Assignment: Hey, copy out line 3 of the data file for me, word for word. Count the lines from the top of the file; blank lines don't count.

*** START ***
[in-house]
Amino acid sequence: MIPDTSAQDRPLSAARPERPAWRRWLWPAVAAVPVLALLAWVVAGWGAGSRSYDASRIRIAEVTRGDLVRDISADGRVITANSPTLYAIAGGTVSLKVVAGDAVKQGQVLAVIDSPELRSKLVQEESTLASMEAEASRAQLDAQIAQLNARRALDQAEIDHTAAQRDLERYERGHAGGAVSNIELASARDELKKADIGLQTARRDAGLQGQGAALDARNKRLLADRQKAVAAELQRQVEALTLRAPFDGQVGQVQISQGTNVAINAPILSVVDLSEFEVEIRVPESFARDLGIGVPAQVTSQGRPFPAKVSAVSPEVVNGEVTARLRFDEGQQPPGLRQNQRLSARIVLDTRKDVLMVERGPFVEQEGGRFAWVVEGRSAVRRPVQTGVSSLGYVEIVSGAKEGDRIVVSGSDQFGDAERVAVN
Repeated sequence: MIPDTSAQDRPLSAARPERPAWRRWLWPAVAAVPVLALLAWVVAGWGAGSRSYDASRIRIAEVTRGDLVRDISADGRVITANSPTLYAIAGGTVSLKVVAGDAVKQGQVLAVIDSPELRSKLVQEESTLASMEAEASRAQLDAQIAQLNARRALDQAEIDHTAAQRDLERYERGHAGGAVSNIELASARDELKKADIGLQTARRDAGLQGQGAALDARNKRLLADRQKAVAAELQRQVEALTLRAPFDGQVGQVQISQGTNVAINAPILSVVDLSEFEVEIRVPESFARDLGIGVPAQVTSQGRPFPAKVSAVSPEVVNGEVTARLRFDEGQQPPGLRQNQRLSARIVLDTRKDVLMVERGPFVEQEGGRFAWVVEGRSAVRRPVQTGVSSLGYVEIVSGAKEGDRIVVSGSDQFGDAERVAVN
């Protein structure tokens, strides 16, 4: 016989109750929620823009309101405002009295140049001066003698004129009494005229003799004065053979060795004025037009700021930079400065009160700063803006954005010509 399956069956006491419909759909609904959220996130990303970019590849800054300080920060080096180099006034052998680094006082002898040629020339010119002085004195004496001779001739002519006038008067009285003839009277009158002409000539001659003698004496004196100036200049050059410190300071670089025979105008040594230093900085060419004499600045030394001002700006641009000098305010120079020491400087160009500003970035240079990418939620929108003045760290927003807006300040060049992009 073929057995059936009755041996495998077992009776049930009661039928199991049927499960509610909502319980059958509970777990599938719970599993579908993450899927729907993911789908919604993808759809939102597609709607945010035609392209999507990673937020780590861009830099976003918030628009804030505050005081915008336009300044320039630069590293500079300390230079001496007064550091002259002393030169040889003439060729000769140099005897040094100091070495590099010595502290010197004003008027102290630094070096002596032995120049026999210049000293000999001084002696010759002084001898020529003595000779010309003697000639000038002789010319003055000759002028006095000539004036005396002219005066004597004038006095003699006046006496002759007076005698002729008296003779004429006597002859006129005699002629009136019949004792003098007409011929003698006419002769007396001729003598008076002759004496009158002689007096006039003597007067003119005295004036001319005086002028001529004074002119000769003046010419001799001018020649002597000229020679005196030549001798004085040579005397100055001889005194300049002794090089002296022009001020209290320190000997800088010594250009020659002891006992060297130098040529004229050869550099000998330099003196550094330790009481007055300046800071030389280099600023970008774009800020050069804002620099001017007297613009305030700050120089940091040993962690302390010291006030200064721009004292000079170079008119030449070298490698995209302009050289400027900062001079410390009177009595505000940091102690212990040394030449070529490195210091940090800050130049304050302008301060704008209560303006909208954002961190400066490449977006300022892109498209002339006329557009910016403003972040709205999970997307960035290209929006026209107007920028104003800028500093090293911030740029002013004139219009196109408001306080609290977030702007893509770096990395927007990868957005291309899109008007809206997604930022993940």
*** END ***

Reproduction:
Repeated sequence: MIPDTSAQDRPLSAARPERPAWRRWLWPAVAAVPVLALLAWVVAGWGAGSRSYDASRIRIAEVTRGDLVRDISADGRVITANSPTLYAIAGGTVSLKVVAGDAVKQGQVLAVIDSPELRSKLVQEESTLASMEAEASRAQLDAQIAQLNARRALDQAEIDHTAAQRDLERYERGHAGGAVSNIELASARDELKKADIGLQTARRDAGLQGQGAALDARNKRLLADRQKAVAAELQRQVEALTLRAPFDGQVGQVQISQGTNVAINAPILSVVDLSEFEVEIRVPESFARDLGIGVPAQVTSQGRPFPAKVSAVSPEVVNGEVTARLRFDEGQQPPGLRQNQRLSARIVLDTRKDVLMVERGPFVEQEGGRFAWVVEGRSAVRRPVQTGVSSLGYVEIVSGAKEGDRIVVSGSDQFGDAERVAVN